National Family Health Survey (NFHS-5) 2019-21 Compendium of Fact Sheets: Key Indicators – India and 14 States/UTs (Phase-II)


Since 1992, the International Institute for Population Sciences, Mumbai, has conducted the National Family Health Survey (NFHS) for the government of India’s Ministry of Health and Family Welfare. The survey provides detailed information on population, health, and nutrition in each state and union territory of India. The 2019-20 (NFHS-5) survey is being released in phases due to delays caused by the Covid-19 pandemic. The first phase of NFHS-5 was conducted from June 2019 to January 2020, and its report was released in December 2020. 

This Phase-II publication contains countrywide statistics and fact sheets for 14 states and union territories: Arunachal Pradesh, Chandigarh, Chhattisgarh, Delhi, Haryana, Jharkhand, Madhya Pradesh, Odisha, Puducherry, Punjab, Rajasthan, Tamil Nadu, Uttar Pradesh and Uttarakhand. It was published on November 24, 2021.

The survey was conducted from January 2, 2020, to April 30, 2021, and sampled 636,699 households covering 724,115 women and 101,839 men. The report contains data on 131 socio-economic and health indicators like education, fertility, family planning, infant and child mortality, and maternal and child health. It also gathered information on reproductive health, sexual behaviour, marriage, domestic violence, and attitudes towards gender roles. For the majority of these indicators, district level estimates are also available.


  1. India’s total fertility rate – the report states – decreased from 2.2 children per woman in 2015-16, to two children per woman in 2019-21. The share of the population aged 15 and below declined from 28.6 per cent to 26.5 per cent in the same period.

  2. There has been an increase in the usage of family planning measures from 53.5 per cent in 2015-16 to 66.7 per cent in 2019-2021. At 37.9 per cent, female sterilization remains the most popular method of family planning in the country, followed by condoms (9.5 per cent) and contraceptive pills (5.1 per cent).

  3. The sex ratio in India increased from 991 to 1,020 females per 1,000 males between 2015-16 and 2019-21. The number stands at 1,037 and 985 females per 1,000 males in rural and urban areas.

  4. There has been a country-level improvement in child nutrition indicators between NFHS-4 (2015-16) and NFHS-5 (2019-21). The number of children under five who suffered from stunting (low height for their age) dropped from 38.4 to 35.5 per cent. At the same time, child wasting (low weight for their height) reduced from 21 to 19.3 per cent.

  5. The number of institutional births increased from 78.9 per cent in 2015-16 to 88.6 per cent in 2019-2021. Births in public facilities went up by nearly 10 per cent (from 52.1 to 61.9 per cent). During this period, the average out-of-pocket expenditure per delivery in public health facilities declined from Rs. 3,197 to Rs. 2,916. NFHS-5 states that the cost for such deliveries is as high as Rs. 9,731 in Arunachal Pradesh and as low as Rs. 1,619 in Madhya Pradesh.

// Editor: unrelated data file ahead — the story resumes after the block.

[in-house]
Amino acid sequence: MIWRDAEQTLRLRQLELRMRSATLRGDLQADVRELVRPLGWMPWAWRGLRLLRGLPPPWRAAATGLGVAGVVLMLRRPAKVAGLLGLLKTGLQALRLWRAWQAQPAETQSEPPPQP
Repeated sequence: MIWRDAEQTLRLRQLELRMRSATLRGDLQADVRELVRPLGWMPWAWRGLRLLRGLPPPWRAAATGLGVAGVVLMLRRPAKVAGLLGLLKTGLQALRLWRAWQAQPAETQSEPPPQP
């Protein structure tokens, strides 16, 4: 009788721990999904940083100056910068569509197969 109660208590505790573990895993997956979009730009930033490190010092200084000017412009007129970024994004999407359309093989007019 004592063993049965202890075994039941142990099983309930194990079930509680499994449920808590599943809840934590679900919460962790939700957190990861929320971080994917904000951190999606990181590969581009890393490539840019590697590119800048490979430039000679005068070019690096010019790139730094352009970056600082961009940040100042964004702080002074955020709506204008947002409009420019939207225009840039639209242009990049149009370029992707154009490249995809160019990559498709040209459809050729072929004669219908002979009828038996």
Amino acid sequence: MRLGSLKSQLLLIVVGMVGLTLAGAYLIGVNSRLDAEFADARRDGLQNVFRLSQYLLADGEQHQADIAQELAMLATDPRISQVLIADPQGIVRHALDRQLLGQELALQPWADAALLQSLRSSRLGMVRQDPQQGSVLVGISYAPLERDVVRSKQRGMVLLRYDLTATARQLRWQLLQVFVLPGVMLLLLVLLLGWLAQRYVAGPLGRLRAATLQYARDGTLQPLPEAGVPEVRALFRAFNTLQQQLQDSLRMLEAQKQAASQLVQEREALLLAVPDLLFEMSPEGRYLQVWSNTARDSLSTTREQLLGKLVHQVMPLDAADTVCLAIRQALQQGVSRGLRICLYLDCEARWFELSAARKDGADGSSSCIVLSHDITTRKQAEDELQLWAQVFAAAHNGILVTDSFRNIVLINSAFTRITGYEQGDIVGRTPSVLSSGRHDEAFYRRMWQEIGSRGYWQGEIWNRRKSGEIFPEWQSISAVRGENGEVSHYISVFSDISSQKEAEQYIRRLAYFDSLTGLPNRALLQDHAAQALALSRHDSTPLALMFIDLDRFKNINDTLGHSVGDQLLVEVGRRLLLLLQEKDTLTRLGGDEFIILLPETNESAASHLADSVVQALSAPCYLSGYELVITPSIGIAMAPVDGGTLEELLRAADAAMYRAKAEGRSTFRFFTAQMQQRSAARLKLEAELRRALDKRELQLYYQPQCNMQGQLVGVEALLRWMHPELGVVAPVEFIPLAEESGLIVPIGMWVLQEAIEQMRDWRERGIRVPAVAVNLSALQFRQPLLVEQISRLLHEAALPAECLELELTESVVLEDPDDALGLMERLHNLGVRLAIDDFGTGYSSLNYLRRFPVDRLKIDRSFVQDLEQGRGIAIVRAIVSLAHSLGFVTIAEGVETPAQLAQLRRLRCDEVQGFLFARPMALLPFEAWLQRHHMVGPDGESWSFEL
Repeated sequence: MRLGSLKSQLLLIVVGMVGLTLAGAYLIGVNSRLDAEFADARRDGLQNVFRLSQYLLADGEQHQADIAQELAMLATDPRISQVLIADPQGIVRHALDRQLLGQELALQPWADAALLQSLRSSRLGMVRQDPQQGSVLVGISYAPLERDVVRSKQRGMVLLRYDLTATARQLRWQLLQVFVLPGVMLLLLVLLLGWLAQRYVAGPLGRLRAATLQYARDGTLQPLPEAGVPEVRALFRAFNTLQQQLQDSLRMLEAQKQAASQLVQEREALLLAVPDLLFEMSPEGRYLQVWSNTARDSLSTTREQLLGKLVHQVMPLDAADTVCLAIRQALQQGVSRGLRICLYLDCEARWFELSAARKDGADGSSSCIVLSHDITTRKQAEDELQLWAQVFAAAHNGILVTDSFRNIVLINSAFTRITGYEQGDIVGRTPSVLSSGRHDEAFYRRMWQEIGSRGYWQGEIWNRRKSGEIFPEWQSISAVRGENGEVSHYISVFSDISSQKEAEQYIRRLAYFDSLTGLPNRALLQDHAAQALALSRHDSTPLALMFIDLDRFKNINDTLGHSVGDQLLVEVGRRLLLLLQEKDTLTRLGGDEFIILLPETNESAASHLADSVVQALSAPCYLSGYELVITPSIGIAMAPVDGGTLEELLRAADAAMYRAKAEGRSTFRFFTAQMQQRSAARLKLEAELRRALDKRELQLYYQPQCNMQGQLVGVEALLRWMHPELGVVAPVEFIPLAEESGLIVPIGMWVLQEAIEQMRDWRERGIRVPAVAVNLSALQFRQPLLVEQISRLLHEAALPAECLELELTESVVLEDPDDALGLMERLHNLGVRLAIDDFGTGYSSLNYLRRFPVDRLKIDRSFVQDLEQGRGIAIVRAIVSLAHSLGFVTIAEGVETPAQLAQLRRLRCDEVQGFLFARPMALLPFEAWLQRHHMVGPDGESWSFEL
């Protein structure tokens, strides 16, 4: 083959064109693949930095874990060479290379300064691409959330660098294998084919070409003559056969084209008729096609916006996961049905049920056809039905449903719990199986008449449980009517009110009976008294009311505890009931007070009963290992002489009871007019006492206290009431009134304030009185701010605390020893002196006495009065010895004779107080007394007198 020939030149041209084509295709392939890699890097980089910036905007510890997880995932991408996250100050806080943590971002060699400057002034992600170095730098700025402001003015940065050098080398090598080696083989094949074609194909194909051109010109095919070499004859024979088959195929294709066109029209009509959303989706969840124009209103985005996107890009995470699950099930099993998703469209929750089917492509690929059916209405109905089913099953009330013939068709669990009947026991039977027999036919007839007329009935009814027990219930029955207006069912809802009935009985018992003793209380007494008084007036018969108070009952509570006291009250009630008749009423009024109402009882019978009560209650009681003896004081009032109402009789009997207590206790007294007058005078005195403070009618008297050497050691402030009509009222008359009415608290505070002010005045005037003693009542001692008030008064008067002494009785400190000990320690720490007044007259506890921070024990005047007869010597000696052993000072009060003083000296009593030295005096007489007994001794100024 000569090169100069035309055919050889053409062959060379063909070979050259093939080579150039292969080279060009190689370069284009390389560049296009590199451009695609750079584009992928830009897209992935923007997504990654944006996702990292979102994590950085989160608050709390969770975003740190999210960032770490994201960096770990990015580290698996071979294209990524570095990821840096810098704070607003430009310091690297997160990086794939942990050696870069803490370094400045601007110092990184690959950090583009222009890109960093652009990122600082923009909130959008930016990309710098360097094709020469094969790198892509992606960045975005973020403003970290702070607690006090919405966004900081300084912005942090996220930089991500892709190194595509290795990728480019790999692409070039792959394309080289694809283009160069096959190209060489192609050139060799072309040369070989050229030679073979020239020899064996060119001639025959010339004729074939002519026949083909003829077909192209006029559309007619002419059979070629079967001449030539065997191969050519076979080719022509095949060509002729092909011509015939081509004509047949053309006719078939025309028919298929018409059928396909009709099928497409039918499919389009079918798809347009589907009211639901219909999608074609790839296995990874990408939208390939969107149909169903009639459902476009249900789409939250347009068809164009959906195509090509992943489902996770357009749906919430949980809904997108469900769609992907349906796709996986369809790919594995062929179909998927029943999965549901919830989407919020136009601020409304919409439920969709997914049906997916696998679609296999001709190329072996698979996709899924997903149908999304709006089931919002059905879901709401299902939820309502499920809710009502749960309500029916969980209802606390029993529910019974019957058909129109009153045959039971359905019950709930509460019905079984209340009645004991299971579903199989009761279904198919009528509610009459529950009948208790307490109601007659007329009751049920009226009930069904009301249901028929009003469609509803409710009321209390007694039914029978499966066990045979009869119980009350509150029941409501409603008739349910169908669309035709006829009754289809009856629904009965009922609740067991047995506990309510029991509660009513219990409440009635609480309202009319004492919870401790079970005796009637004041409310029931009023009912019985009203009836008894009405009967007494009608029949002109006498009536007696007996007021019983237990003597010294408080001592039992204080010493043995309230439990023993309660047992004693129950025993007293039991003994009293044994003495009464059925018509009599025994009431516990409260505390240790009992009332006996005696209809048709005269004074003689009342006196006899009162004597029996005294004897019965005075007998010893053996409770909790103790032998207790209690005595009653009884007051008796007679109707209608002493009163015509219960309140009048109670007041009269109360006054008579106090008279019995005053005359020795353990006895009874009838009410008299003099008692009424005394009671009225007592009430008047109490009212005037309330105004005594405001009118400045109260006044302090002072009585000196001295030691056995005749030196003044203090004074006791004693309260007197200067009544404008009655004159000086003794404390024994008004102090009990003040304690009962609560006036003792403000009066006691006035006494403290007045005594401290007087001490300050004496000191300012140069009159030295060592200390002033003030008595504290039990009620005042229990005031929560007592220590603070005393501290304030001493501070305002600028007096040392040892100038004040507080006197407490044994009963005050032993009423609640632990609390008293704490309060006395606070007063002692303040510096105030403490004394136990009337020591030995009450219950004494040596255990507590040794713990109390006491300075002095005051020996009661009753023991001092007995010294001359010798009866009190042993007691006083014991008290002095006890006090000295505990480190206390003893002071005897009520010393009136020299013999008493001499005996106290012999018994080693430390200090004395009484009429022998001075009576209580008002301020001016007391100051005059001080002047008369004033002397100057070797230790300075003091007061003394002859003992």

6. The number of women with below normal body mass index (BMI) – which the report states is 18.5 kilograms per height in metres – has continued to decrease from previous years: it was 22.9 per cent in 2015-16 and 18.7 per cent in 2019-21. The same declining trend is observed in the percentage of men with below normal BMI from 20.2 per cent in 2015-16 to 16.2 per cent in 2019-21.

  7. About 57 per cent of women in the age group 15-49 years are anaemic – 58.5 per cent of women in rural India and 53.8 per cent in urban areas.

  8. NFHS-5 notes a rise in the number of women operating bank or savings accounts from 53 per cent in 2015-16 to 78.6 per cent in 2019-21. In every state and union territory covered in Phase-II of the survey, the percentage of women operating bank or savings accounts was more than 70 per cent. At 92.6 per cent, Puducherry recorded the highest percentage of women with bank or saving accounts.

  9. The percentage of people living in households with an ‘improved sanitation facility’ increased from 48.5 per cent in 2015-16 to 70.2 per cent in 2019-21. The report describes such households as having “...a flush to piped sewer system, flush to septic tank, flush to pit latrine, flush to don't know where, ventilated improved pit (VIP)/biogas latrine, pit latrine with slab, twin pit/composting toilet, which is not shared with any other household."

  10. The percentage of the population with access to an ‘improved drinking-water source’ increased from 94.4 per cent in 2015-16 to 95.9 per cent in 2019-21. Such sources include "...piped water into dwelling/yard/plot, piped to neighbour, public tap/standpipe, tube well or borehole, protected dug well, protected spring, rainwater, tanker truck, cart with small tank, bottled water, community RO plant."

  11. The number of households with at least one member insured under a health or financing scheme increased to 41 per cent in 2019-21 from 28.7 per cent in 2015-16.

    Focus and factoids by Kartik A. Chitrakar.

    PARI Library's health archive project is part of an initiative supported by the Azim Premji University to develop a free-access repository of health-related reports relevant to rural India.


International Institute for Population Sciences (IIPS), Mumbai


Ministry of Health and Family Welfare, Government of India, New Delhi


24 Nov, 2021